Generating “entirely renewable clean energy”, from which water would be the only waste product, is feasible — and scientists are “homing in” on the exact means of achieving it, according to new research. A team from Trinity College Dublin is “fine-tuning” a means of using renewable electricity to split water molecules into their constituent atoms, to release energy-rich hydrogen, which they say could be stored and used in fuel cells. The process is already possible, and can be done using wind or solar power to generate the electricity required to split the water molecules. But the idea is yet to take off in a big way, as the amount of energy required from these renewable resources to produce hydrogen remains very high. However, the new research suggests instead of harnessing large amounts of renewable energy, the same result can be achieved through using a particular combination of other elements as catalysts which drive this reaction. It is already known that elements such as ruthenium or iridium are highly effective catalysts which can split the hydrogen and oxygen molecules in water, but they are “prohibitively expensive” and too scarce to be used on an industrial scale.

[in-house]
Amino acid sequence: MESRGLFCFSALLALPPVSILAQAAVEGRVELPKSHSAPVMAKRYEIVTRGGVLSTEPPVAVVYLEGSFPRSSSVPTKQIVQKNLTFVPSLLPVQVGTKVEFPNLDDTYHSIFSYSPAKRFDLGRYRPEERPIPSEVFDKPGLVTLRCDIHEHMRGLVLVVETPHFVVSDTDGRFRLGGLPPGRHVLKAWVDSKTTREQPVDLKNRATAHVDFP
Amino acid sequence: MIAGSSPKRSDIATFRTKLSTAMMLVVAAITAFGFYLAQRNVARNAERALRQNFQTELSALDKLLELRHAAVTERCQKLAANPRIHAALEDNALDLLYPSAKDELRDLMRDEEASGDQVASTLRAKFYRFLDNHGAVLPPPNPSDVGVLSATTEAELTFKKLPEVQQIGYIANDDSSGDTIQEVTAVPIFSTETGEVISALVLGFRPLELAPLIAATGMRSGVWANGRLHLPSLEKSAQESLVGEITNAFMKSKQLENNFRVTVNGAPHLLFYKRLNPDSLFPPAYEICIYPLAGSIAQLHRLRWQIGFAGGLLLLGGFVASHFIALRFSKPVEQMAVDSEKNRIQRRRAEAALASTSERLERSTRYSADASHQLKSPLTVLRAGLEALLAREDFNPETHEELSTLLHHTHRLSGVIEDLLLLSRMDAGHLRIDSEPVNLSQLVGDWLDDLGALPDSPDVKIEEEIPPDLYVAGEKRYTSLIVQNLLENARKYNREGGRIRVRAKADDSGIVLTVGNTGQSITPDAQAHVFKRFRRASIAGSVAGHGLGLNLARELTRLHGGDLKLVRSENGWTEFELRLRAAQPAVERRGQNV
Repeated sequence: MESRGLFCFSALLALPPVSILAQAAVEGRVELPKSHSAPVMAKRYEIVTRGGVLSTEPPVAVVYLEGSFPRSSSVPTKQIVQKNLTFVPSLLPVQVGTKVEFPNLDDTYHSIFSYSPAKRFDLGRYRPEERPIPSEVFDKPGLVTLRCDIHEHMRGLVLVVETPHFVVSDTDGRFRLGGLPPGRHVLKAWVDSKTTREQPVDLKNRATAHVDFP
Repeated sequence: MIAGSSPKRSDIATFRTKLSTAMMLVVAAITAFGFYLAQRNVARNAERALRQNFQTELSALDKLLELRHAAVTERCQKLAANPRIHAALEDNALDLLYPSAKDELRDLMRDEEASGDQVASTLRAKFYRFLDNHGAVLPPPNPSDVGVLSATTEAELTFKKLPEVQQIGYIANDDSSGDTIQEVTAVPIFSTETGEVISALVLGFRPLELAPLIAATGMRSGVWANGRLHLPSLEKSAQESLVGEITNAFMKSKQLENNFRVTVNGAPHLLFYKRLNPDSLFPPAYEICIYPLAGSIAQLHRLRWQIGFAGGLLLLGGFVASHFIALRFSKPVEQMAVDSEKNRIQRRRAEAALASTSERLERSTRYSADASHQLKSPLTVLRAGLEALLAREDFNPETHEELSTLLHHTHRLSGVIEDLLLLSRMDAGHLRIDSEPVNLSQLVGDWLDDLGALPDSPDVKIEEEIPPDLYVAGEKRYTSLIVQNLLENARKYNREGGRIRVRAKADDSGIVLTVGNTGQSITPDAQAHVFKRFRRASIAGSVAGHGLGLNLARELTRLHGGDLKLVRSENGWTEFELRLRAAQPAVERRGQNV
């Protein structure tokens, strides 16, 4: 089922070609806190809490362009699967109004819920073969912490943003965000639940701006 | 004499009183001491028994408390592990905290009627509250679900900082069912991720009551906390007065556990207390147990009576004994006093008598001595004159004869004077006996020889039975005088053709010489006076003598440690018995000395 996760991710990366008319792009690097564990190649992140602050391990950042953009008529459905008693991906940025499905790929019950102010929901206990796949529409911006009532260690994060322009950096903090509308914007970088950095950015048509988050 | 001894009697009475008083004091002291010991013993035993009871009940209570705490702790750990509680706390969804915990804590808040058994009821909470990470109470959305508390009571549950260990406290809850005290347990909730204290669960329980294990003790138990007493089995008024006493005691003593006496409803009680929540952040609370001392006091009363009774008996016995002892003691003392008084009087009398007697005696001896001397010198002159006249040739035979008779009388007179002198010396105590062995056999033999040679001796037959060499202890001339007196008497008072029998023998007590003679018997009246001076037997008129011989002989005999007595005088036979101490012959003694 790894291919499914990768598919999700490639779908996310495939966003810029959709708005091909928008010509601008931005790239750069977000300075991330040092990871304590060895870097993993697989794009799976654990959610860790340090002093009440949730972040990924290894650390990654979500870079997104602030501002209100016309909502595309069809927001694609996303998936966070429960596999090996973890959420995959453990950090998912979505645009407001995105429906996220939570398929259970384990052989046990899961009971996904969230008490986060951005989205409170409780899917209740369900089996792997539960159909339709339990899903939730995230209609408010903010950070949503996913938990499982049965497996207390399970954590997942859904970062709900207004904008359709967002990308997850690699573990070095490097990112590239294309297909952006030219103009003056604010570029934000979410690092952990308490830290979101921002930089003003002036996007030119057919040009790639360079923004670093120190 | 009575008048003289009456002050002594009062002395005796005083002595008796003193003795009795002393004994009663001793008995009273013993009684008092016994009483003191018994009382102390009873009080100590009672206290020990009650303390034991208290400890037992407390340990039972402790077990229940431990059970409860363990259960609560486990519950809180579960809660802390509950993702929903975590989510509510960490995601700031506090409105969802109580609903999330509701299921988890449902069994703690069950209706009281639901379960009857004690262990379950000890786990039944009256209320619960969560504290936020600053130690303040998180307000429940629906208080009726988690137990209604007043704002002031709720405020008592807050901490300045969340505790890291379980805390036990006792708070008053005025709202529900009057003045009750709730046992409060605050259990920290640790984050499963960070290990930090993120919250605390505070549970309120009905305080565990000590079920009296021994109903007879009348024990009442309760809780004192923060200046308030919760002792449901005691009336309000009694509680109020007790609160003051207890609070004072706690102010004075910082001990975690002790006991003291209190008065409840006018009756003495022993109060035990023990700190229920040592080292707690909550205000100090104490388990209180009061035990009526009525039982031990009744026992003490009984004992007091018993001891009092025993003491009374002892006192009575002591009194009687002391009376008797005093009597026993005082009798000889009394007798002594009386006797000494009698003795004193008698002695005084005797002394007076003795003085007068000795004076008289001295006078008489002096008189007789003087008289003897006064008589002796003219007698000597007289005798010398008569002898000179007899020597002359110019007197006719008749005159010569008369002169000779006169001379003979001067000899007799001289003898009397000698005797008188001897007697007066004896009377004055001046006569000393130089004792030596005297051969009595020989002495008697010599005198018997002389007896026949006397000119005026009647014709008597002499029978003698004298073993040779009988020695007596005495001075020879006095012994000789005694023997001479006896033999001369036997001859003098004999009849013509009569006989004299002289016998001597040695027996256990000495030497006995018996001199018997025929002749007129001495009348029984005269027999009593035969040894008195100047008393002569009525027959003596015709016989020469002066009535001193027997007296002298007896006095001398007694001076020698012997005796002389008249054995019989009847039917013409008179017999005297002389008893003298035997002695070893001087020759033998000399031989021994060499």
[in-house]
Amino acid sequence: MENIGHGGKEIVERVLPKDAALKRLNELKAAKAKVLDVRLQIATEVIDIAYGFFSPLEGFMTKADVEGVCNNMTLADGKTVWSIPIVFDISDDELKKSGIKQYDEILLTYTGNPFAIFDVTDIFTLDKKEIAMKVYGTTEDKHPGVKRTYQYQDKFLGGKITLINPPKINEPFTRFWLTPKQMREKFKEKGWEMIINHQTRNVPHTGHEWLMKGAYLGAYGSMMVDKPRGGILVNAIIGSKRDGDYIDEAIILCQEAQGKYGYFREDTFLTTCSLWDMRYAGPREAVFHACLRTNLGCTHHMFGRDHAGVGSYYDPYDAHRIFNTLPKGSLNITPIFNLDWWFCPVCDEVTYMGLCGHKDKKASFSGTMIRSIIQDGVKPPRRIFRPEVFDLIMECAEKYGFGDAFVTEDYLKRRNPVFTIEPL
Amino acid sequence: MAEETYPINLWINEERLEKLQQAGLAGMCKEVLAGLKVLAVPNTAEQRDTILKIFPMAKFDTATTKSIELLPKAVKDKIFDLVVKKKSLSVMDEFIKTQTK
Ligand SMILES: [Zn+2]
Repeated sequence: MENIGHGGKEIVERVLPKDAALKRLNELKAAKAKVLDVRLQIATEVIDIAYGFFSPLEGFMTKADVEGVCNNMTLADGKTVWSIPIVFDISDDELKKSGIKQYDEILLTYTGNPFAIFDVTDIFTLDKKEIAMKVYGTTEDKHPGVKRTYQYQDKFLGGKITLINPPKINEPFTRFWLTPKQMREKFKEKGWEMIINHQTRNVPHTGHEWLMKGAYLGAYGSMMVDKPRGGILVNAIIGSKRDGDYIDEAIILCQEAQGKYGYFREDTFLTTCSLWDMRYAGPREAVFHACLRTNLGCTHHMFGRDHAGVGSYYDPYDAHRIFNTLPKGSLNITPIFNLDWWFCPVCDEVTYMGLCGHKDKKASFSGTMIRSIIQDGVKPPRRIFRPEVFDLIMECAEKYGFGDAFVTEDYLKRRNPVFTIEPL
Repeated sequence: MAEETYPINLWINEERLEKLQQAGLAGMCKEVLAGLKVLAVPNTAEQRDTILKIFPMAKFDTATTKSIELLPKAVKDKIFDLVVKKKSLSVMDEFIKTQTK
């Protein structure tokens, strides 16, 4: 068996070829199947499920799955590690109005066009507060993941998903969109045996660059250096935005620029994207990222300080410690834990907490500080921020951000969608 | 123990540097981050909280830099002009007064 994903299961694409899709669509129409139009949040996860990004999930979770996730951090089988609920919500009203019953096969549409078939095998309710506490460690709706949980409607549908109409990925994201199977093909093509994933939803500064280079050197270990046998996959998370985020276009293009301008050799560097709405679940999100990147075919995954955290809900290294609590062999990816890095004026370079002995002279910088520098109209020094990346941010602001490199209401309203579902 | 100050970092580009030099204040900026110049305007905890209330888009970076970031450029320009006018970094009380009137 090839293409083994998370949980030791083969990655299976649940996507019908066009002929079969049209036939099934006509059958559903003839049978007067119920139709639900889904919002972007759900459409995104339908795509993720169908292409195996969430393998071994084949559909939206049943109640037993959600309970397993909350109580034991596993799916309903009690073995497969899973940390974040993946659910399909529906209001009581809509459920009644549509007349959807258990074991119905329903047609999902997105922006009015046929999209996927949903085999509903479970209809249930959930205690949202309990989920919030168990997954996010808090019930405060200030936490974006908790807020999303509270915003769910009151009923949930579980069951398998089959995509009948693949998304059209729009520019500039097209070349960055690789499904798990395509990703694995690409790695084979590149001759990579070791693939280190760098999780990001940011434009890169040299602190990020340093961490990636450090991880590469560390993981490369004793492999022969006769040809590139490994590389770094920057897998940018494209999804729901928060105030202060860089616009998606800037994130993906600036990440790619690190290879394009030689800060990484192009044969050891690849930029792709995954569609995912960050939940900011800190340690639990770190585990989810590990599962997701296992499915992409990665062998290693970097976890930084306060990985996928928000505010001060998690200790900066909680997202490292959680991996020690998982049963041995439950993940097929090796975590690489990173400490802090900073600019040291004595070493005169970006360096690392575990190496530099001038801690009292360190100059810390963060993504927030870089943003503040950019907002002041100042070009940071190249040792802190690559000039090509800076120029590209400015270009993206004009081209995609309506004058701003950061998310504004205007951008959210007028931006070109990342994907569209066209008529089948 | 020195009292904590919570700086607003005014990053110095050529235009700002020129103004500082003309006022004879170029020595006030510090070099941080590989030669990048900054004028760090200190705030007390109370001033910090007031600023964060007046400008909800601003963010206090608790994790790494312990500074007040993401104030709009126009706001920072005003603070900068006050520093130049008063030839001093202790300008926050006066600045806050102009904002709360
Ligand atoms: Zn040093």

Independent 7th July 2021 read more »
DANISH engineering group Danfoss has secured planning permission from Midlothian Council for a £25 million “Low-Carbon Innovation Center” at Shawfair Business Park, near Edinburgh. Danfoss said the new, 75,000 sq ft facility would provide a home for teams working on next-generation, climate-friendly technologies in hydraulics, digitalisation and electrification, and would include new manufacturing facilities. The centre will be fully operational by the end of 2022, Danfoss noted. It said that, at the time of opening, it expects 110 team members to be based at the facility, with 30 of these employees being new hires.
Herald 8th July 2021 read more »